"We have to hope that politicians will follow the evidence and the public interest not the special pleading of vested interests."
The case for an incentive scheme for rooftop solar PV
- This paper provides supporting evidence for the introduction of a support scheme for residential solar PV, and addresses arguments that have been put forward against a tariff. Supported by financial modelling, it makes specific design proposals to Government.
- Along with commercial and ground-mounted solar, residential rooftop solar PV offers many advantages for the grid, bill-payers and citizens, and enhances social buy-in for decarbonisation.
- Our findings suggest that a generation tariff of 10 cent combined with an export tariff of 6 cent would be sufficient to incentivise deployment of rooftop solar, particularly for early adaptors.
- If restricted to 50,000 rooftops by 2030, the additional cost to the Public Service Obligation (PSO) would be small relative to its overall size (circa €12.5 million per annum), representing a cost of about €20 t/CO2 abated.
- Our proposed design is cost-effective, based on international best practice, and future proofed by offering a marginal incentive for home consumption. Cost effectiveness could be further safeguarded, however, by ongoing monitoring or through a built-in digression mechanism.
- Arguments that this scheme could cross subsidise wealthy households lack empirical support. International evidence suggests that poor, average and wealthy households all chose to invest, and evidence form Ireland (from up-take of grants) suggests that the schemes would be attractive to a broad cross section of society.
- The net costs and benefits to the overall energy system of domestic generation require future evaluation. Where detailed analysis of these costs and benefits has been undertaken (e.g. the UK) the grid services provided by domestic generations (e.g. peak shaving) are found to be substantial. We recommend further analysis on this point, but that in the interim, unsupported arguments that posit large overall systems costs should be avoided.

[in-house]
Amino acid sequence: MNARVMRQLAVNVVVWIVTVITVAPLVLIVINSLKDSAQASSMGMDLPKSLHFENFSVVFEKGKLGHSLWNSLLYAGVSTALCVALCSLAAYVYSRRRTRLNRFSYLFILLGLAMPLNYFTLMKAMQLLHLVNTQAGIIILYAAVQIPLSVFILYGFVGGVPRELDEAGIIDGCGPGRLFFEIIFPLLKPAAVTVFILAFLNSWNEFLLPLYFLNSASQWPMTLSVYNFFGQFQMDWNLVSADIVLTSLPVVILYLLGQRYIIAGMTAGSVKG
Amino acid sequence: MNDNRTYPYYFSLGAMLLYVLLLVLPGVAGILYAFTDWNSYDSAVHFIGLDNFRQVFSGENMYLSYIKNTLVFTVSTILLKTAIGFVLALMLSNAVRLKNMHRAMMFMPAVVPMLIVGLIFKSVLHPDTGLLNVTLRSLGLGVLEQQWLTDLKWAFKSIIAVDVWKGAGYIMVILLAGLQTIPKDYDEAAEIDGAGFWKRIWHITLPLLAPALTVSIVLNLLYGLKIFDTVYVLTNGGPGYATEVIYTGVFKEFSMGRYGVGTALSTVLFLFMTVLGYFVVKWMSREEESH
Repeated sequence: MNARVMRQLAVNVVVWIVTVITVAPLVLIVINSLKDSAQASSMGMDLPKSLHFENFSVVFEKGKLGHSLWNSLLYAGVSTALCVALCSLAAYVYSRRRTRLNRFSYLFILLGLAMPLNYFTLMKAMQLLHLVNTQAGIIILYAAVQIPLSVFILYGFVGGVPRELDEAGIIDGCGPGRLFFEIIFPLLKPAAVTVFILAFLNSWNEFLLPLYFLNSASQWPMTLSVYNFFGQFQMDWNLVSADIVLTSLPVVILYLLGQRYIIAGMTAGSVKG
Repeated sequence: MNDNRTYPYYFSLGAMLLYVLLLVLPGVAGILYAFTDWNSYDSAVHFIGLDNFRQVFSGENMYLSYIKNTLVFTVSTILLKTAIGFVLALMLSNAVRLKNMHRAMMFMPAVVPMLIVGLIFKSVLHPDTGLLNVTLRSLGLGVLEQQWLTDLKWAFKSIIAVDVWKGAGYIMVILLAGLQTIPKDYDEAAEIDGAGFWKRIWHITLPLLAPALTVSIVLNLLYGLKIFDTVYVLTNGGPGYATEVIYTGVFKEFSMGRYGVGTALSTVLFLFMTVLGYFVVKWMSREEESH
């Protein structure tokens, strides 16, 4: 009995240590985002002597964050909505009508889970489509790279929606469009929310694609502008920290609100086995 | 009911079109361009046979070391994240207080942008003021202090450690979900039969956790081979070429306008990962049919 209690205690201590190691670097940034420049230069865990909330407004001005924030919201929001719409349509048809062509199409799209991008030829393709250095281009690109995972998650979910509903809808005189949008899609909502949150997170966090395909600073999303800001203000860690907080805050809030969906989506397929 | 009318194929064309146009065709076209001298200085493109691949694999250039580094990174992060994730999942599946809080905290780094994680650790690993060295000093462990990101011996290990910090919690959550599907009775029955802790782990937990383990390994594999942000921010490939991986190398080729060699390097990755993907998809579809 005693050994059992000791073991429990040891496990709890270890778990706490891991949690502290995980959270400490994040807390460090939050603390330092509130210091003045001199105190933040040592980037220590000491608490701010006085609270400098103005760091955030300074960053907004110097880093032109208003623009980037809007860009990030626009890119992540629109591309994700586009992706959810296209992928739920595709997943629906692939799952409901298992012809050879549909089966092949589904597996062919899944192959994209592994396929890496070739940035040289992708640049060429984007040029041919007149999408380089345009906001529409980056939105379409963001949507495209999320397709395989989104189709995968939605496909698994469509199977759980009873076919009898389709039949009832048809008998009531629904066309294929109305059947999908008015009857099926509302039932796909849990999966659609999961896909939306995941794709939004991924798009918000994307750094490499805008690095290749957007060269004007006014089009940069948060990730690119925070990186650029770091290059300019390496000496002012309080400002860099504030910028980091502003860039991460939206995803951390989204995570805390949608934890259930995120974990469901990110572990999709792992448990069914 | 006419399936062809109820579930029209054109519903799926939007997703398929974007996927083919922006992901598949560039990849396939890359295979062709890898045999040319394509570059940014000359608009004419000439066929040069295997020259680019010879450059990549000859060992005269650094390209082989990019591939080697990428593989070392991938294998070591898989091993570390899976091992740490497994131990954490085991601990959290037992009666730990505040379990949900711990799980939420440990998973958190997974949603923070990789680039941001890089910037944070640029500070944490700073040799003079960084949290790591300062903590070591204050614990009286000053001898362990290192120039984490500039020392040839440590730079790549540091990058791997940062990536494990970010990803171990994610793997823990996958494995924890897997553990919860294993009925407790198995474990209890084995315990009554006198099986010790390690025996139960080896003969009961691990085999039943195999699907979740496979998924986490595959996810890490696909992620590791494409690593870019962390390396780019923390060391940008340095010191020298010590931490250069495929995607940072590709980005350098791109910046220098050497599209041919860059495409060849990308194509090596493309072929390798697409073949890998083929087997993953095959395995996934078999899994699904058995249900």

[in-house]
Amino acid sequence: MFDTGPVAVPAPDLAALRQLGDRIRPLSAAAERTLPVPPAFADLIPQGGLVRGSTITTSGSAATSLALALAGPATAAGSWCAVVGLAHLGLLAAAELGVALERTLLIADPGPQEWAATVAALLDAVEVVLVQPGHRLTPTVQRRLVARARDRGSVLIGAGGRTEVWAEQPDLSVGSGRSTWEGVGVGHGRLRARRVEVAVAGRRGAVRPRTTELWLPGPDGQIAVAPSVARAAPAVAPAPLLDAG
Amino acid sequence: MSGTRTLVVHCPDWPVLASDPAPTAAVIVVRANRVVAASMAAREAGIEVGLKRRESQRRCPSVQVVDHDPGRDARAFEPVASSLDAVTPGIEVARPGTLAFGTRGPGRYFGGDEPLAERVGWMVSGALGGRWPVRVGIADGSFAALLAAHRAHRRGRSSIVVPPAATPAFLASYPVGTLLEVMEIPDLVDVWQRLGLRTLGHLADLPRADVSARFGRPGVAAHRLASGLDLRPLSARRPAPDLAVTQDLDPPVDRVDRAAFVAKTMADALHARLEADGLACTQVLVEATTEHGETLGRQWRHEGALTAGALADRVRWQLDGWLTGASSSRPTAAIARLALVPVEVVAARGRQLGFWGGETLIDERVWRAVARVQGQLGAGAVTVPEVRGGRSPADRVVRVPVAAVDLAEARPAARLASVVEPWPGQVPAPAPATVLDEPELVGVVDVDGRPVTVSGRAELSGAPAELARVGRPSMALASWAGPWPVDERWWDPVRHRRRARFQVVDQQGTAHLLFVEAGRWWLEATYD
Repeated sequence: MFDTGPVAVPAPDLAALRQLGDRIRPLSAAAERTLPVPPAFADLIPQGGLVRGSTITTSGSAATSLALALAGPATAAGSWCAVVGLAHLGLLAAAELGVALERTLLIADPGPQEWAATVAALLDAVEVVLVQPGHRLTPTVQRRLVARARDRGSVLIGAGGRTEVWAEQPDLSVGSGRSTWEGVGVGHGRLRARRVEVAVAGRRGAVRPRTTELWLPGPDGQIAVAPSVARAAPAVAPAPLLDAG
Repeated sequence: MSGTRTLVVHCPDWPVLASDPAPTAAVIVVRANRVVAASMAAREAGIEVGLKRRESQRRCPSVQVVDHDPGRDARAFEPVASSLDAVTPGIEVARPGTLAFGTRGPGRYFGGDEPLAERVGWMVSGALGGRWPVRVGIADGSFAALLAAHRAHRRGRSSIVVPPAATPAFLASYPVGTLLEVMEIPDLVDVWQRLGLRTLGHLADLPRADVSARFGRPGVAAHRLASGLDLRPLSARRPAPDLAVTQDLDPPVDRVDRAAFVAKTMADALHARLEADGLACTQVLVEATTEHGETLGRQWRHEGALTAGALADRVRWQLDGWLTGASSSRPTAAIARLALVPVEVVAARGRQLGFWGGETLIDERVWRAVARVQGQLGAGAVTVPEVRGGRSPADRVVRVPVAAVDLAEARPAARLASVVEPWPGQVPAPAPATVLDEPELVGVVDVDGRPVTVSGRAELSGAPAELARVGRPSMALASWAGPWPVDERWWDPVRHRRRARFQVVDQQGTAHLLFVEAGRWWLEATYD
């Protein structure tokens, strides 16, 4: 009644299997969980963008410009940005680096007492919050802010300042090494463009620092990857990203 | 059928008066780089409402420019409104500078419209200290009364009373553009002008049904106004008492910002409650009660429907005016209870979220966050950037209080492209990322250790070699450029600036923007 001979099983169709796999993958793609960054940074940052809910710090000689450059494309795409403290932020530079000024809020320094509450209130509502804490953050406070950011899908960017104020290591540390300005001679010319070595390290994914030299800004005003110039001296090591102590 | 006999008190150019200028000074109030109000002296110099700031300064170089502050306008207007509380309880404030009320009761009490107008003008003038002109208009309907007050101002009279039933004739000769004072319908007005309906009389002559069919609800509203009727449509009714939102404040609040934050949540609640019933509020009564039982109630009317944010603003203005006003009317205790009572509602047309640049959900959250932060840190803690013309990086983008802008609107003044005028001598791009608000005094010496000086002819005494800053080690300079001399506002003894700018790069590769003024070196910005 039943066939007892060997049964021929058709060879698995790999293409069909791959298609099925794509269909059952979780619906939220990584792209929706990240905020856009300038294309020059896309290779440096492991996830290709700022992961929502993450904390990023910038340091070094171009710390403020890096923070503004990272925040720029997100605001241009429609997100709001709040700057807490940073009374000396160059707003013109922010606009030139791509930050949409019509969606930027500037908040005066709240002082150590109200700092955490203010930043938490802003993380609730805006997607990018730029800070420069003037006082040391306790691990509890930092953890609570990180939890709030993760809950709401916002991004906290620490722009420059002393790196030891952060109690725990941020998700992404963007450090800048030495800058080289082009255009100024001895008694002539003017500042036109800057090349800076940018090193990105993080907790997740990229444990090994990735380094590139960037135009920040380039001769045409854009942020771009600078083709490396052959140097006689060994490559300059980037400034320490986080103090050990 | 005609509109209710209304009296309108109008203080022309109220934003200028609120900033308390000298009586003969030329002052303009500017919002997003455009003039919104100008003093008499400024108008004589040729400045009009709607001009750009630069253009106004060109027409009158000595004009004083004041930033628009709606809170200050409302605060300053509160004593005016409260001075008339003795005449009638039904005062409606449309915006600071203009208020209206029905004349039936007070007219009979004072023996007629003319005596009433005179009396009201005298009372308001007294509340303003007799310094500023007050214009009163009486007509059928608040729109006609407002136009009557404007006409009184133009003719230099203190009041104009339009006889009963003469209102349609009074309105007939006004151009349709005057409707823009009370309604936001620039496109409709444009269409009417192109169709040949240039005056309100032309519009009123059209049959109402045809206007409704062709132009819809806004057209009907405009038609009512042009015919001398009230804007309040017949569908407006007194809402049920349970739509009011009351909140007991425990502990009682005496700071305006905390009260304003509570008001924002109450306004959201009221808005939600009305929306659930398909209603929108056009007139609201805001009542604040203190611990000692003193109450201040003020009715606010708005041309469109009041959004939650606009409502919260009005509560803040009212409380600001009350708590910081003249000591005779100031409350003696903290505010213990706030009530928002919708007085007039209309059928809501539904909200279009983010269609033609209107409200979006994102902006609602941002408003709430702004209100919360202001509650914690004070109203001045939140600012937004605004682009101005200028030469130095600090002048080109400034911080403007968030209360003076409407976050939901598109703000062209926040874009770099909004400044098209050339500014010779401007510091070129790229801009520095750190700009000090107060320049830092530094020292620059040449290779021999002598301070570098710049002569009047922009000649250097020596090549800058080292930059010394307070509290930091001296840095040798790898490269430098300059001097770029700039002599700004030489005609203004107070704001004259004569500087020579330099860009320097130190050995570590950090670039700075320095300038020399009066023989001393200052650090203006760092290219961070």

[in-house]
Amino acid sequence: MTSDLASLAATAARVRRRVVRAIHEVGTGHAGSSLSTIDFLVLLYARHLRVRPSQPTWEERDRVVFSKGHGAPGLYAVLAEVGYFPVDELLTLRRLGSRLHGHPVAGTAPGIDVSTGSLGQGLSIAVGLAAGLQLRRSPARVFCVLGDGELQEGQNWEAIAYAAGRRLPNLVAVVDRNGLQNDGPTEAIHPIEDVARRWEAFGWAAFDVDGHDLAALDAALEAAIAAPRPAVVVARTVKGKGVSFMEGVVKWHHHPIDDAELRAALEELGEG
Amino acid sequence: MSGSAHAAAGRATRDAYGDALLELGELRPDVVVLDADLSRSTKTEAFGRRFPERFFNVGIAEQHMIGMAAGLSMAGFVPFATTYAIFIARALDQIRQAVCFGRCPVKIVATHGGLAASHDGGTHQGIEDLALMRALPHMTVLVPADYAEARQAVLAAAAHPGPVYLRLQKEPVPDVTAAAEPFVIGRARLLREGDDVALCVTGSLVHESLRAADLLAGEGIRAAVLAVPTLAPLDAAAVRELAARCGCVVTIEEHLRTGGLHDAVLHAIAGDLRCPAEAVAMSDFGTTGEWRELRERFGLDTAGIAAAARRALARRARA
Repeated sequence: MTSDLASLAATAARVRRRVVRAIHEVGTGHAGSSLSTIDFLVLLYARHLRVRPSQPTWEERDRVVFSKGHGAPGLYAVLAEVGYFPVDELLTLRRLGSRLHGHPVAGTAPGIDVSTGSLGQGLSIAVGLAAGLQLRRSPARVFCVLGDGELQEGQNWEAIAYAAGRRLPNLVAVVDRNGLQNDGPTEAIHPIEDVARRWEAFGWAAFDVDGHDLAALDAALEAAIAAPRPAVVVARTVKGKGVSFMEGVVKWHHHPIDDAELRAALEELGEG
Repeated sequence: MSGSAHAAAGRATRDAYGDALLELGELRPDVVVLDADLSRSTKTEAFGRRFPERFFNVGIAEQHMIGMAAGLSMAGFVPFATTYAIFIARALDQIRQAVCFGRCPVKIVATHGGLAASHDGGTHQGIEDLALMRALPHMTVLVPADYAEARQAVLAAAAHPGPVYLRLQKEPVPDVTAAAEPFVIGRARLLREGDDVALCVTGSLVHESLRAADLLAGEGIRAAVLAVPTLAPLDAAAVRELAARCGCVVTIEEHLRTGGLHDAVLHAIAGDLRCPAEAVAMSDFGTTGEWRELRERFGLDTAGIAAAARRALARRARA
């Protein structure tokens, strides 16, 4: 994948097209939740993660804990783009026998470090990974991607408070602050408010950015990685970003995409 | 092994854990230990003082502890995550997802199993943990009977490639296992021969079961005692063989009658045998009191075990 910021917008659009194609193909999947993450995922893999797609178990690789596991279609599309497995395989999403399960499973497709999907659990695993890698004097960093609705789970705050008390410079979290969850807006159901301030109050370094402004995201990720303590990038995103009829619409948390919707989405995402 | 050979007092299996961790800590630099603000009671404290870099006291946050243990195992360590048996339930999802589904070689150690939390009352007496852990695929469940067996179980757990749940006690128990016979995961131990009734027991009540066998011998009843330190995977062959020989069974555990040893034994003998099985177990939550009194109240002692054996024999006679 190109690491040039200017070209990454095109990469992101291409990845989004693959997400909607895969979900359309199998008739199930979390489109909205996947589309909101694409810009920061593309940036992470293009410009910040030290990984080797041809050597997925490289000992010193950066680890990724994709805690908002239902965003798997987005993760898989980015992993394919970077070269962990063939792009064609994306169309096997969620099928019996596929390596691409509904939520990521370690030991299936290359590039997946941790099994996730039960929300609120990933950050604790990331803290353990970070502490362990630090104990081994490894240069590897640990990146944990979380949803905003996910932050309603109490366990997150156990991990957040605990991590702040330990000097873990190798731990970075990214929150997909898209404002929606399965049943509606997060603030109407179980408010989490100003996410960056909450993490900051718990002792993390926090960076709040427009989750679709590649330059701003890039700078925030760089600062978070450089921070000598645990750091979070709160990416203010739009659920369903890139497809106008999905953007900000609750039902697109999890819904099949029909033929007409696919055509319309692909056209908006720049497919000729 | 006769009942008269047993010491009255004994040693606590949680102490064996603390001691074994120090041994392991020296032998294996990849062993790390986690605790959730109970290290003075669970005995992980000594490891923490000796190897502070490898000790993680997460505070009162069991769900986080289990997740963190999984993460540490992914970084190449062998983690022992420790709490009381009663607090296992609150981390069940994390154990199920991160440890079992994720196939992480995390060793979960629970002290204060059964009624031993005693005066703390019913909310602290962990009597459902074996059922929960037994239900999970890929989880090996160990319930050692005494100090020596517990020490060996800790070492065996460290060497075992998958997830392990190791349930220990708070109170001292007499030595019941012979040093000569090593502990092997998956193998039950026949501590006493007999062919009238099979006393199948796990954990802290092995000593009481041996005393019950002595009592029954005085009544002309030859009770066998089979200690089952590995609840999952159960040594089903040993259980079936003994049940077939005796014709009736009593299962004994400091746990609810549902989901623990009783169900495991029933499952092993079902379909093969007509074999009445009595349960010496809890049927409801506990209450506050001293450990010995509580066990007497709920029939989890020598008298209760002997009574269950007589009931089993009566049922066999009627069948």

- Rooftop solar PV, especially combined with battery storage technologies, are potentially disruptive to business models in the energy system. Over the medium to longer term this may necessitate a rethink of how the costs of the energy system are shared between users.
- Blocking citizens from generating energy, however, is not the answer. Ireland should be preparing for a flexible modern networked grid of the future, which offers many potential benefits as well as risks that need to be managed.
1) Joseph Curtin is Senior Research Fellow with responsibility for climate change policy at the Institute of International and European Affairs, a Research Fellow at University College Cork, and a member of the Climate Change Advisory Council. This analysis has been conducted as an independent researcher.
2) The Government's new Renewable Electricity Support Scheme is due for publication by Minister for Climate Action and Environment, Denis Naughten TD, in the coming days.